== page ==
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Tackle Nepal’s typhoid problem now

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The news that a promising vaccine has been tested against Ebola is very welcome. But, as we in Nepal know only too well, the development of a vaccine is no guarantee that it will be used. Back in 1987, a successful trial of a typhoid vaccine here in Kathmandu gave the world a new and highly effective way to protect against one of its oldest killers. Yet, ironically, while the tourists and trekkers who have flocked in recent decades to Nepal — one of the countries where typhoid is still endemic — use the vaccine to protect themselves, most local people are denied it.

The Nepalese government cannot afford the US$10 doses of vaccine that could protect millions of its people. But the need is great — particularly since the devastating magnitude-7.8 earthquake that rocked Nepal in April. In many places, whatever water and sewerage systems existed were smashed, and thousands of people still live in temporary shelters and camps, increasing their risk of consuming contaminated water. In recent months, the monsoon (when cases of typhoid typically peak) has made a bad situation worse, and there are sporadic reports of disease outbreaks. These could yet provoke an epidemic in the hardest-hit places, such as the Sindhupalchowk and Gorkha districts.

As typhoid spreads, the risks increase. The most severely affected are school-age children, who are struck down with a fever and abdominal pain for several weeks. Most of these children recover, but many develop complications, including hypotensive shock, perforation of the gut and gastrointestinal haemorrhage. Antibiotic treatment has reduced the fatality rate from historic highs of 20% to 1–4%, but studies suggest that some typhoid strains are becoming resistant. Antibiotics are sold freely over the counter in Nepal and so are widely misused. About one in three people who report to a Kathmandu doctor with suspected typhoid will already have (mis)used an antibiotic.

The aftermath of the earthquake has made many poor people even poorer. With no health insurance, the average Nepali family now has difficulty paying for an ill child to go to hospital. As a result, those children who develop typhoid complications are less likely to recover.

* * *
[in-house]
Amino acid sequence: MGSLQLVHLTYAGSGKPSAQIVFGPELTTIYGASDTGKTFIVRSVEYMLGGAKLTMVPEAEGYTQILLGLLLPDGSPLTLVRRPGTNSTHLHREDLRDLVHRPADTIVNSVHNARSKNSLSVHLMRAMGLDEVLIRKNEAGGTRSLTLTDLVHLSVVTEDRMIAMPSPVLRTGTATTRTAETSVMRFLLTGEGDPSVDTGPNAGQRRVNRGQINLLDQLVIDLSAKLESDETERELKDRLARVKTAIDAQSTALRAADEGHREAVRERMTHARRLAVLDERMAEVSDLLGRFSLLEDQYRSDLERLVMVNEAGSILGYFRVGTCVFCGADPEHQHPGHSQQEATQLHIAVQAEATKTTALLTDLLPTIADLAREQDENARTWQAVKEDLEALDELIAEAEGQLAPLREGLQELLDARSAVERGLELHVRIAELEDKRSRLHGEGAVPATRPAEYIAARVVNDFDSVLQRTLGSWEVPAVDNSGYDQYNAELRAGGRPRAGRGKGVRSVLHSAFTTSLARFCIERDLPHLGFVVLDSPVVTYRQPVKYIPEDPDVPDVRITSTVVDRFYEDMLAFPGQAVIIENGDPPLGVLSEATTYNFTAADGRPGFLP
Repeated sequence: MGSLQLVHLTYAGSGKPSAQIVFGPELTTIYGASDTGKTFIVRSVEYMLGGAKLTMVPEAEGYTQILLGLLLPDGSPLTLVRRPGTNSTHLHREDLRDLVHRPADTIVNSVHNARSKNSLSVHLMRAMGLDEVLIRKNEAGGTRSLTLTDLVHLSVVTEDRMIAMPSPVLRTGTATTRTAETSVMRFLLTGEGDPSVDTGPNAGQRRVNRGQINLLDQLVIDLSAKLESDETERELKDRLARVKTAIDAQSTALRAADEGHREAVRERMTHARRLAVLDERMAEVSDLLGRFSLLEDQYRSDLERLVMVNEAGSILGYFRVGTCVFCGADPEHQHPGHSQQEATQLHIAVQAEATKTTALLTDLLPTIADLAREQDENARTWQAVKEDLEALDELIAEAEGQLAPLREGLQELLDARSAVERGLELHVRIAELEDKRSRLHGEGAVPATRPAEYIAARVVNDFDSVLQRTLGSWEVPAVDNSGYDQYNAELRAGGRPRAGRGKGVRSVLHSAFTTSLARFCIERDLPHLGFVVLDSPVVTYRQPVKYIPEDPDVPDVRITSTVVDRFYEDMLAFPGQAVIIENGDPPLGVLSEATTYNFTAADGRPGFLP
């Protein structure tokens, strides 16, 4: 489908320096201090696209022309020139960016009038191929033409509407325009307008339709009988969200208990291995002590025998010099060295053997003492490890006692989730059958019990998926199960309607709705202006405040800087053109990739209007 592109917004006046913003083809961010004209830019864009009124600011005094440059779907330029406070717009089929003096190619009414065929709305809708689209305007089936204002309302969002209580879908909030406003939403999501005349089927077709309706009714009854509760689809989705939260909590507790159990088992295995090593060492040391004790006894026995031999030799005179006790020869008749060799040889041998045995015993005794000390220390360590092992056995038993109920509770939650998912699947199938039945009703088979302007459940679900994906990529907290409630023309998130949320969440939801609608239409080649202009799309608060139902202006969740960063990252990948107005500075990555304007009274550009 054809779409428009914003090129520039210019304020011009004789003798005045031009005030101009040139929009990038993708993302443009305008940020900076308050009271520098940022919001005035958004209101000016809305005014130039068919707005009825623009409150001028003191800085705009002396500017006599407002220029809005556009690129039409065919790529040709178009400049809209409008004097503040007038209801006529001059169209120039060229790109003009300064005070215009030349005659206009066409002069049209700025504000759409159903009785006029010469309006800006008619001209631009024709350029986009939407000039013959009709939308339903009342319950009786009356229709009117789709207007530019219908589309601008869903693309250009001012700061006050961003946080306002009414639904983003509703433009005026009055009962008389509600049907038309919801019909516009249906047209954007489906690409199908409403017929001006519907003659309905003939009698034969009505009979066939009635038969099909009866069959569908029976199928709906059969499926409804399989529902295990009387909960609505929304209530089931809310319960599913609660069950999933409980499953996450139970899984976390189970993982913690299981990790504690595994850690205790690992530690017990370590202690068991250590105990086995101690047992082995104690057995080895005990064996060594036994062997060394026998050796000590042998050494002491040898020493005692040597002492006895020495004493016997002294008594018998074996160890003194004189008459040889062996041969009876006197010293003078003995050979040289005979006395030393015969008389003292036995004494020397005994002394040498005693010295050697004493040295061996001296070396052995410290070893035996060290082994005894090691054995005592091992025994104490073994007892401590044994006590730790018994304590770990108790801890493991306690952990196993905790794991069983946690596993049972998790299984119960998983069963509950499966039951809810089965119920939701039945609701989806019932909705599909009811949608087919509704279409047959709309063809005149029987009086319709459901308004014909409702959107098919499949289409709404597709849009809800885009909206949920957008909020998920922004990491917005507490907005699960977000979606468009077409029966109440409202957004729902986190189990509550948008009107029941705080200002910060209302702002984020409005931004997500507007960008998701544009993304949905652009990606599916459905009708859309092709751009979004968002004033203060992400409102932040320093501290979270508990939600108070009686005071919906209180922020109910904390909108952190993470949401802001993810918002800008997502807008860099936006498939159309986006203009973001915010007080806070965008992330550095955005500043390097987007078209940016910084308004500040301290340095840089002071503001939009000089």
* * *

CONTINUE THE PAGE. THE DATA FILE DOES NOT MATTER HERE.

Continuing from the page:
Prevention is key. The World Health Organization (WHO) said as much in 2008, when it recommended programmes to vaccinate school-age children against typhoid. A year later, the WHO South-East Asia Regional Office recommended that such programmes be prioritized for “immediate” implementation. Yet, despite several promises and false starts, this has not happened in Nepal.

The best way to prevent typhoid is to provide access to clean water and sanitation. But it will take decades for Nepal to put the necessary infrastructure in place, and the impact of the earthquake will make it harder still. In the meantime, wide deployment of a vaccine could be a useful — and lifesaving — measure. As part of the post-earthquake recovery plan, Nepal should kick-start a long-promised vaccination programme.

“While tourists and trekkers use the vaccine to protect themselves, most local people are denied it.”

Part of the problem is that the typhoid vaccine recommended by the WHO — the one that was tested in Kathmandu — is among the most expensive. To buy and deliver enough doses, Nepal will almost certainly need financial support. This could come from Gavi, the Vaccine Alliance, based in Geneva, Switzerland, which is committed to increasing access to vaccination in poor countries, or from the profits of pharmaceutical companies. (Incidentally, another useful vaccine, against hepatitis E — a disease with a similar mode of transmission that can prove fatal to pregnant women — was also proven in Kathmandu. It, too, is unavailable to local people.)

At present, just one typhoid vaccine is approved by the WHO. It would be cheaper for Nepali health officials to deploy an alternative vaccine, not pre-qualified by the WHO. It is unclear why they have not yet done so; perhaps they are reluctant to be seen to be going against WHO guidance.